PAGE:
Solved Memory timings

Ocz technology / Ddr2 800
December 9, 2011 at 22:14:47
Specs: Windows 7 64-bit, 2.81Ghz/4 GB
Hey, just a quick question...I built this computer about 4 years ago and put in two 1 Gb sticks of OCZ PC2 6400 RAM. The sticker on the RAM indicates timings of 5-5-5-12 but I opened up CPU-Z and noticed the timings in the SPD tab for JEDEC #3 were 5-5-5-15...I can change the tRAS from 15 to 12 using MemSet but I don't know if I should leave it at 15 or reduce it to 12. I doubt this makes that big of a difference but I'm just trying to get the most out of a 4 year old PC.

Not sure if these are the exact same RAM sticks but it seems to be close to what I have:

See More: Memory timings

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December 10, 2011 at 05:57:57
✔ Best Answer
When RAM of differing specs are installed together, ALL the RAM will run at the settings of the weakest link. So if you have "fast" RAM with timings like 4-4-4-12 & team it up with "slow" RAM of 6-6-6-18, ALL the RAM will run as 6-6-6-18 unless the timings are configured manually. However, CL6 RAM may become unstable if it's run at CL4.

Same goes for RAM frequency. If you team up DDR2-800 with DDR2-667, ALL RAM will run as DDR2-667. And if you attempt to run DDR2-667 at DDR2-800 frequency (400Mhz), it will likley become unstable or prevent the system from booting.

Your problem isn't timings, it's that your DDR2-800 is only running at 625MHz. Are you 100% sure that all your RAM is DDR2-800? Because DDR2-667 will run at 625MHz when it's paired up with an AMD CPU with 14x multipler. That's the way the memory divider works with that particular config. And since you've said there's no way to increase the RAM frequency setting in the BIOS, the only way to increase the RAM speed would be to increase the CPU frequency. The problem with raising the CPU frequency is that doing so will increase the HT frequency. The HT frequency doesn't require overclocking & should be kept as close to it's default speed of 1000MHz as possible. If the HT bus is too far out of spec, the system may become unstable.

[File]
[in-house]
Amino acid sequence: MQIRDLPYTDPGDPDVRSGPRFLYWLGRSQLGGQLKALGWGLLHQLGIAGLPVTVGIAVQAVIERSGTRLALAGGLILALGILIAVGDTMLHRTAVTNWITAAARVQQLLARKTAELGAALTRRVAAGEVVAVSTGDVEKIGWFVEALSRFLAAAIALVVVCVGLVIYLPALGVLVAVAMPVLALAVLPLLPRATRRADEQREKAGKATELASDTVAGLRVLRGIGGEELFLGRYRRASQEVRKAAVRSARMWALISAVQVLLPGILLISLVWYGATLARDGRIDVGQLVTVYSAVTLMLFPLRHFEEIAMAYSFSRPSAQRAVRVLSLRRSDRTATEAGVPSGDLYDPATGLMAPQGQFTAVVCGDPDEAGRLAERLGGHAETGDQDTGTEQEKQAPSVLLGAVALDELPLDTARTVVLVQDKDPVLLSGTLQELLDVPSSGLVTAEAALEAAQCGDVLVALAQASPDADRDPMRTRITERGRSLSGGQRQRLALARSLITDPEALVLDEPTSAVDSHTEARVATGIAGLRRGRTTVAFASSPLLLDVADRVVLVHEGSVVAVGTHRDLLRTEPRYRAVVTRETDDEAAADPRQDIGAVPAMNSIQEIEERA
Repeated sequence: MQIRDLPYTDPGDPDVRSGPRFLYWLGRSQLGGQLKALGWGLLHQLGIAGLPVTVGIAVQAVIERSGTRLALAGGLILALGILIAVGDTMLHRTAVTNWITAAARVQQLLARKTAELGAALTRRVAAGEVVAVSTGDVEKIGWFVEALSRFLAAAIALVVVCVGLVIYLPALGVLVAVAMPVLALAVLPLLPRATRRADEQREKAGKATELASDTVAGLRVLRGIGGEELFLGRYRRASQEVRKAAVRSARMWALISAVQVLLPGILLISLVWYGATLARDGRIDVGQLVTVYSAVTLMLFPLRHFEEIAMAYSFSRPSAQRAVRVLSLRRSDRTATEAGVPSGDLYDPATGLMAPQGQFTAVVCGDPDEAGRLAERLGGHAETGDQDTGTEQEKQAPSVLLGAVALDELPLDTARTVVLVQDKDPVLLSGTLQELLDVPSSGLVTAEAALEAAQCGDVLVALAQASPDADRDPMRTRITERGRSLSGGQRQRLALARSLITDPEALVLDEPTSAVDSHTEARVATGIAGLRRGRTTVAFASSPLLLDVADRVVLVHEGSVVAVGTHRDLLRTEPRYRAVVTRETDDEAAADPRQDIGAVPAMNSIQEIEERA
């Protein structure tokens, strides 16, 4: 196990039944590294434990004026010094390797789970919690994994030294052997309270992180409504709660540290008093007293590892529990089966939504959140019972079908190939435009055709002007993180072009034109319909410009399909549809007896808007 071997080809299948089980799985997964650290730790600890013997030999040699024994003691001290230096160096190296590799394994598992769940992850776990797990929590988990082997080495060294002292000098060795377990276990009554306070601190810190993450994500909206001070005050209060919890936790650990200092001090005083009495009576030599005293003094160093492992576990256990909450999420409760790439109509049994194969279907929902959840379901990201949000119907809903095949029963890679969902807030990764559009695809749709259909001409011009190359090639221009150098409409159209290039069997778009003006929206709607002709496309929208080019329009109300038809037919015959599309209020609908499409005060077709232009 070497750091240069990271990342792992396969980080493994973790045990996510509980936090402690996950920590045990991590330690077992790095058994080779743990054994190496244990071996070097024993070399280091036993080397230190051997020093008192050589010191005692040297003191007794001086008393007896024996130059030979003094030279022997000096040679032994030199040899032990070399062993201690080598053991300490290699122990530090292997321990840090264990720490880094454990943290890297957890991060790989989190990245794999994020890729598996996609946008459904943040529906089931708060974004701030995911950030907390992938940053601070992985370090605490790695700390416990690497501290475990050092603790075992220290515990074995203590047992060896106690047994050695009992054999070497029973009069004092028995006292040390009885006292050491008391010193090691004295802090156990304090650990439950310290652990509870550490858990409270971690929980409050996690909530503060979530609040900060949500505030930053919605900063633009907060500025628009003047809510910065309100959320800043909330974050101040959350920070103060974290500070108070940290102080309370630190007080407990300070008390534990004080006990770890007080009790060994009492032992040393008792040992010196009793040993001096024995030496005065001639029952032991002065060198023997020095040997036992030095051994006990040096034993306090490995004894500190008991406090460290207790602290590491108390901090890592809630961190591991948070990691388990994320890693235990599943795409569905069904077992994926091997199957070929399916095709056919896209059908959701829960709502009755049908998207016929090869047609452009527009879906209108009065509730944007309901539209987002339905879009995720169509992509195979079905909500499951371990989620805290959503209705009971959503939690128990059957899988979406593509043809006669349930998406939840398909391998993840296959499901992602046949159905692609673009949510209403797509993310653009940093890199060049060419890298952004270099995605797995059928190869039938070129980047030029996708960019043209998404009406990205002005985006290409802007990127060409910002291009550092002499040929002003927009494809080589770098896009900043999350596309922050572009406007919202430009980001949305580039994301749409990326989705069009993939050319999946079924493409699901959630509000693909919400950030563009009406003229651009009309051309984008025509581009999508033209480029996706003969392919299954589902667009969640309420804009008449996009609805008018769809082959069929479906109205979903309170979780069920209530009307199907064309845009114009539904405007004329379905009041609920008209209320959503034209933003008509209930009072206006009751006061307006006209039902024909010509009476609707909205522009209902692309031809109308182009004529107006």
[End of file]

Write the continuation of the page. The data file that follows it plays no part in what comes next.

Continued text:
This table lists the resulting memory settings based on the CPU frequency & multiplier settings:

The bottomline is you have a crappy motherboard with a crappy BIOS that has very limited overclocking options. There is no work-around. Either live with it or buy a new board.

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December 10, 2011 at 09:59:34
I'm 100% sure all my sticks are 800 MHz. When I was installing them I booted up the PC after popping in each RAM module and saw that my BIOS detected the RAM at 800 MHz as long as I didn't have the other brand plugged in as well (did it several times out of desperation just to check each module). I have no clue why my RAM is running at 625 MHz, but thanks for the awesome info regardless! I guess since it isn't broken I won't fix it :P

Also, just out of curiosity...If I could get my OCZ modules to run at CL6 thus matching the CL6 of the Kingston modules would my system become unstable?

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December 10, 2011 at 18:26:08
Got it to work, there was a hidden menu in my BIOS which allowed me to OC the memory to 800 MHz at CL5, thanks!

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